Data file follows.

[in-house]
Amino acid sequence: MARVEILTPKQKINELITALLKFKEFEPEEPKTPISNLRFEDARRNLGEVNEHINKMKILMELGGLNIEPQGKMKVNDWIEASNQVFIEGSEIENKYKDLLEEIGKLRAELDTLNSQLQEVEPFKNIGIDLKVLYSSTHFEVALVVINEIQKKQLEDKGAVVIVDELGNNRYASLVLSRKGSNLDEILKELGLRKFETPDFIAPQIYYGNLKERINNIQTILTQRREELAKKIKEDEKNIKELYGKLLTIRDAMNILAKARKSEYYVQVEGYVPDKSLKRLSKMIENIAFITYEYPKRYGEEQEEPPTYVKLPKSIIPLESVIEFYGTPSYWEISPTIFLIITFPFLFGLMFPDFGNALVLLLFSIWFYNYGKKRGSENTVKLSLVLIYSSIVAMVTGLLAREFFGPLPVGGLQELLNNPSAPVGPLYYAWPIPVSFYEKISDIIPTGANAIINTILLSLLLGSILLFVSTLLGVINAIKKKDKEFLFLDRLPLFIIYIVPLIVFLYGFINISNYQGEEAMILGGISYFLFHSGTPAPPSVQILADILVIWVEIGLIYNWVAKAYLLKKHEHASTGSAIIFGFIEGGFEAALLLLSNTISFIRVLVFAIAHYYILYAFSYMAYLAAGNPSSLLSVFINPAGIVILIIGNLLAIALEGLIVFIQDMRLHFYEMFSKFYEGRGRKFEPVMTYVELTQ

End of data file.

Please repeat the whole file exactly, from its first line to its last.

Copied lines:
[in-house]
Amino acid sequence: MARVEILTPKQKINELITALLKFKEFEPEEPKTPISNLRFEDARRNLGEVNEHINKMKILMELGGLNIEPQGKMKVNDWIEASNQVFIEGSEIENKYKDLLEEIGKLRAELDTLNSQLQEVEPFKNIGIDLKVLYSSTHFEVALVVINEIQKKQLEDKGAVVIVDELGNNRYASLVLSRKGSNLDEILKELGLRKFETPDFIAPQIYYGNLKERINNIQTILTQRREELAKKIKEDEKNIKELYGKLLTIRDAMNILAKARKSEYYVQVEGYVPDKSLKRLSKMIENIAFITYEYPKRYGEEQEEPPTYVKLPKSIIPLESVIEFYGTPSYWEISPTIFLIITFPFLFGLMFPDFGNALVLLLFSIWFYNYGKKRGSENTVKLSLVLIYSSIVAMVTGLLAREFFGPLPVGGLQELLNNPSAPVGPLYYAWPIPVSFYEKISDIIPTGANAIINTILLSLLLGSILLFVSTLLGVINAIKKKDKEFLFLDRLPLFIIYIVPLIVFLYGFINISNYQGEEAMILGGISYFLFHSGTPAPPSVQILADILVIWVEIGLIYNWVAKAYLLKKHEHASTGSAIIFGFIEGGFEAALLLLSNTISFIRVLVFAIAHYYILYAFSYMAYLAAGNPSSLLSVFINPAGIVILIIGNLLAIALEGLIVFIQDMRLHFYEMFSKFYEGRGRKFEPVMTYVELTQ